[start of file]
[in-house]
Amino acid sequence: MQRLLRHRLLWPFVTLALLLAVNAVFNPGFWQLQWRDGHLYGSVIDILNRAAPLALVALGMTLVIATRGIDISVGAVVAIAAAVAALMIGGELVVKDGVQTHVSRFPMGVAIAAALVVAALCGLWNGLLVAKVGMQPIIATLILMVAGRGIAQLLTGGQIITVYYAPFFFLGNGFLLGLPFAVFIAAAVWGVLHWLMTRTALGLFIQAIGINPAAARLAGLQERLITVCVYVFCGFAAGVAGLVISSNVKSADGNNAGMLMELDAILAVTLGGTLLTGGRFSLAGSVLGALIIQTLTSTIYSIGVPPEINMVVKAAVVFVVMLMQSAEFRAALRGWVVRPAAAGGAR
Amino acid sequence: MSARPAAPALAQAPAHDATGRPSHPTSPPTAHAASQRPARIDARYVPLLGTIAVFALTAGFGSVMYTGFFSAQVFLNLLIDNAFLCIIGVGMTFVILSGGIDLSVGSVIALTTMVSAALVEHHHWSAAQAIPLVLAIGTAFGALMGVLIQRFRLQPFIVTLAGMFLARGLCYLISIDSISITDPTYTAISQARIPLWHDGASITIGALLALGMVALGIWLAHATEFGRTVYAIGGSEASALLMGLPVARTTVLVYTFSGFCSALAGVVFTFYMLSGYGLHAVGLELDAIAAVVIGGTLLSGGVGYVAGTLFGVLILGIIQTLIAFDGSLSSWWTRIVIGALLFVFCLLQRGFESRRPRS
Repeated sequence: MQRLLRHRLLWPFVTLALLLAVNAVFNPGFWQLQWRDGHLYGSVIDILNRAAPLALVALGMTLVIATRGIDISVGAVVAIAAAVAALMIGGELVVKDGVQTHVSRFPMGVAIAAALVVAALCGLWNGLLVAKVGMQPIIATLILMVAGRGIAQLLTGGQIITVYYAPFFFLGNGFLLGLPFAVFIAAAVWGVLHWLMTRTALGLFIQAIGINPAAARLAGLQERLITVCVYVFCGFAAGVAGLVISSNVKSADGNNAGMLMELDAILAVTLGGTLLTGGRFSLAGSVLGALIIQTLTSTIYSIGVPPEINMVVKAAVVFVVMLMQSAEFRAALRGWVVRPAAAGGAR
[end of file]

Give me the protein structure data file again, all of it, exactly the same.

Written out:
[in-house]
Amino acid sequence: MQRLLRHRLLWPFVTLALLLAVNAVFNPGFWQLQWRDGHLYGSVIDILNRAAPLALVALGMTLVIATRGIDISVGAVVAIAAAVAALMIGGELVVKDGVQTHVSRFPMGVAIAAALVVAALCGLWNGLLVAKVGMQPIIATLILMVAGRGIAQLLTGGQIITVYYAPFFFLGNGFLLGLPFAVFIAAAVWGVLHWLMTRTALGLFIQAIGINPAAARLAGLQERLITVCVYVFCGFAAGVAGLVISSNVKSADGNNAGMLMELDAILAVTLGGTLLTGGRFSLAGSVLGALIIQTLTSTIYSIGVPPEINMVVKAAVVFVVMLMQSAEFRAALRGWVVRPAAAGGAR
Amino acid sequence: MSARPAAPALAQAPAHDATGRPSHPTSPPTAHAASQRPARIDARYVPLLGTIAVFALTAGFGSVMYTGFFSAQVFLNLLIDNAFLCIIGVGMTFVILSGGIDLSVGSVIALTTMVSAALVEHHHWSAAQAIPLVLAIGTAFGALMGVLIQRFRLQPFIVTLAGMFLARGLCYLISIDSISITDPTYTAISQARIPLWHDGASITIGALLALGMVALGIWLAHATEFGRTVYAIGGSEASALLMGLPVARTTVLVYTFSGFCSALAGVVFTFYMLSGYGLHAVGLELDAIAAVVIGGTLLSGGVGYVAGTLFGVLILGIIQTLIAFDGSLSSWWTRIVIGALLFVFCLLQRGFESRRPRS
Repeated sequence: MQRLLRHRLLWPFVTLALLLAVNAVFNPGFWQLQWRDGHLYGSVIDILNRAAPLALVALGMTLVIATRGIDISVGAVVAIAAAVAALMIGGELVVKDGVQTHVSRFPMGVAIAAALVVAALCGLWNGLLVAKVGMQPIIATLILMVAGRGIAQLLTGGQIITVYYAPFFFLGNGFLLGLPFAVFIAAAVWGVLHWLMTRTALGLFIQAIGINPAAARLAGLQERLITVCVYVFCGFAAGVAGLVISSNVKSADGNNAGMLMELDAILAVTLGGTLLTGGRFSLAGSVLGALIIQTLTSTIYSIGVPPEINMVVKAAVVFVVMLMQSAEFRAALRGWVVRPAAAGGAR